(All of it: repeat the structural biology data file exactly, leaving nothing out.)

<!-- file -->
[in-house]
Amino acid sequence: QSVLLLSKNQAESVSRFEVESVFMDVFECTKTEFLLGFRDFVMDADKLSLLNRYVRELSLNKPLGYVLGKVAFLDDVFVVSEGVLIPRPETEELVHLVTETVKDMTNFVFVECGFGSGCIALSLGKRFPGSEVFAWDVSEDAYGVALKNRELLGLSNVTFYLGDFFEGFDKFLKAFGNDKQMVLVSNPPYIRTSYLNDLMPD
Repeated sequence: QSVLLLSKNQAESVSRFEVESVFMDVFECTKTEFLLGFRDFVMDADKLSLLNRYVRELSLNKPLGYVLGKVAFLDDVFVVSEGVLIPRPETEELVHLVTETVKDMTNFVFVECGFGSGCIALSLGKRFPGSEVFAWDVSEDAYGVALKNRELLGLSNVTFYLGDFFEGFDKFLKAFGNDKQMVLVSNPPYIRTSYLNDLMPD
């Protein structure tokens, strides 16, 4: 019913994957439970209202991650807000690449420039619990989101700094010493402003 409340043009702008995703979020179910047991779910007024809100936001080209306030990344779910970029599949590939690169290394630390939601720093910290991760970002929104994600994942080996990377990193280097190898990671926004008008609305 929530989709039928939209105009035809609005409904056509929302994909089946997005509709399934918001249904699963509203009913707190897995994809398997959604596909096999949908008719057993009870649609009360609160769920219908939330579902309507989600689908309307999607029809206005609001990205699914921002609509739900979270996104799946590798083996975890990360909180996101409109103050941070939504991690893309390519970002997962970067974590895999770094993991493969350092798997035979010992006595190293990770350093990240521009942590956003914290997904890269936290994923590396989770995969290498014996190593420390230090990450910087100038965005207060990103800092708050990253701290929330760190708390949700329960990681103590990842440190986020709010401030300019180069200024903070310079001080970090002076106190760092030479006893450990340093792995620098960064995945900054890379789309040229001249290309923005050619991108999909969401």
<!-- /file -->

[in-house]
Amino acid sequence: QSVLLLSKNQAESVSRFEVESVFMDVFECTKTEFLLGFRDFVMDADKLSLLNRYVRELSLNKPLGYVLGKVAFLDDVFVVSEGVLIPRPETEELVHLVTETVKDMTNFVFVECGFGSGCIALSLGKRFPGSEVFAWDVSEDAYGVALKNRELLGLSNVTFYLGDFFEGFDKFLKAFGNDKQMVLVSNPPYIRTSYLNDLMPD
Repeated sequence: QSVLLLSKNQAESVSRFEVESVFMDVFECTKTEFLLGFRDFVMDADKLSLLNRYVRELSLNKPLGYVLGKVAFLDDVFVVSEGVLIPRPETEELVHLVTETVKDMTNFVFVECGFGSGCIALSLGKRFPGSEVFAWDVSEDAYGVALKNRELLGLSNVTFYLGDFFEGFDKFLKAFGNDKQMVLVSNPPYIRTSYLNDLMPD
């Protein structure tokens, strides 16, 4: 019913994957439970209202991650807000690449420039619990989101700094010493402003 409340043009702008995703979020179910047991779910007024809100936001080209306030990344779910970029599949590939690169290394630390939601720093910290991760970002929104994600994942080996990377990193280097190898990671926004008008609305 929530989709039928939209105009035809609005409904056509929302994909089946997005509709399934918001249904699963509203009913707190897995994809398997959604596909096999949908008719057993009870649609009360609160769920219908939330579902309507989600689908309307999607029809206005609001990205699914921002609509739900979270996104799946590798083996975890990360909180996101409109103050941070939504991690893309390519970002997962970067974590895999770094993991493969350092798997035979010992006595190293990770350093990240521009942590956003914290997904890269936290994923590396989770995969290498014996190593420390230090990450910087100038965005207060990103800092708050990253701290929330760190708390949700329960990681103590990842440190986020709010401030300019180069200024903070310079001080970090002076106190760092030479006893450990340093792995620098960064995945900054890379789309040229001249290309923005050619991108999909969401």